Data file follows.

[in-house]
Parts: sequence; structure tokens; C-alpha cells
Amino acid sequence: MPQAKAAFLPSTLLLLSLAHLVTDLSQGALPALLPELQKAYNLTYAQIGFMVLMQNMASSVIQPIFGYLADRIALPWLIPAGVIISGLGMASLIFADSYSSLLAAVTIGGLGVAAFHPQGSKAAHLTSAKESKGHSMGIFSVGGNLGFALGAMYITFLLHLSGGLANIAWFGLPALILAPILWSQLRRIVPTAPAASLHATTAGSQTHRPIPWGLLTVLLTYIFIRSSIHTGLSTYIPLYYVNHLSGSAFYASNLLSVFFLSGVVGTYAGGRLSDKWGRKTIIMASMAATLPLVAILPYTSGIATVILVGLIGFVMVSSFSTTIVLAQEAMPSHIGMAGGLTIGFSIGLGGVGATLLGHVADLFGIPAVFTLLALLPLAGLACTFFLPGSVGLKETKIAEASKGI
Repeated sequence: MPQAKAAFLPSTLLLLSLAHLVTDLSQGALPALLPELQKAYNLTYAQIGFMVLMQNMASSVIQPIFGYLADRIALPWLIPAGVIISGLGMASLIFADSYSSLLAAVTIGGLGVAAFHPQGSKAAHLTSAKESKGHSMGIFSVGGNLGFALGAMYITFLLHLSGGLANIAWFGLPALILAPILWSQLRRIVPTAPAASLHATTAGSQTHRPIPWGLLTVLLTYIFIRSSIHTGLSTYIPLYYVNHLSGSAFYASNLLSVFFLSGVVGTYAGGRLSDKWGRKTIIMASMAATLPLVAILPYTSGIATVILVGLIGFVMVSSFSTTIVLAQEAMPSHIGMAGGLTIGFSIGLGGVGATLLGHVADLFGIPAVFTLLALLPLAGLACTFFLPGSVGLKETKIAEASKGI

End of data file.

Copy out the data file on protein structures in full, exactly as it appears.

[in-house]
Parts: sequence; structure tokens; C-alpha cells
Amino acid sequence: MPQAKAAFLPSTLLLLSLAHLVTDLSQGALPALLPELQKAYNLTYAQIGFMVLMQNMASSVIQPIFGYLADRIALPWLIPAGVIISGLGMASLIFADSYSSLLAAVTIGGLGVAAFHPQGSKAAHLTSAKESKGHSMGIFSVGGNLGFALGAMYITFLLHLSGGLANIAWFGLPALILAPILWSQLRRIVPTAPAASLHATTAGSQTHRPIPWGLLTVLLTYIFIRSSIHTGLSTYIPLYYVNHLSGSAFYASNLLSVFFLSGVVGTYAGGRLSDKWGRKTIIMASMAATLPLVAILPYTSGIATVILVGLIGFVMVSSFSTTIVLAQEAMPSHIGMAGGLTIGFSIGLGGVGATLLGHVADLFGIPAVFTLLALLPLAGLACTFFLPGSVGLKETKIAEASKGI
Repeated sequence: MPQAKAAFLPSTLLLLSLAHLVTDLSQGALPALLPELQKAYNLTYAQIGFMVLMQNMASSVIQPIFGYLADRIALPWLIPAGVIISGLGMASLIFADSYSSLLAAVTIGGLGVAAFHPQGSKAAHLTSAKESKGHSMGIFSVGGNLGFALGAMYITFLLHLSGGLANIAWFGLPALILAPILWSQLRRIVPTAPAASLHATTAGSQTHRPIPWGLLTVLLTYIFIRSSIHTGLSTYIPLYYVNHLSGSAFYASNLLSVFFLSGVVGTYAGGRLSDKWGRKTIIMASMAATLPLVAILPYTSGIATVILVGLIGFVMVSSFSTTIVLAQEAMPSHIGMAGGLTIGFSIGLGGVGATLLGHVADLFGIPAVFTLLALLPLAGLACTFFLPGSVGLKETKIAEASKGI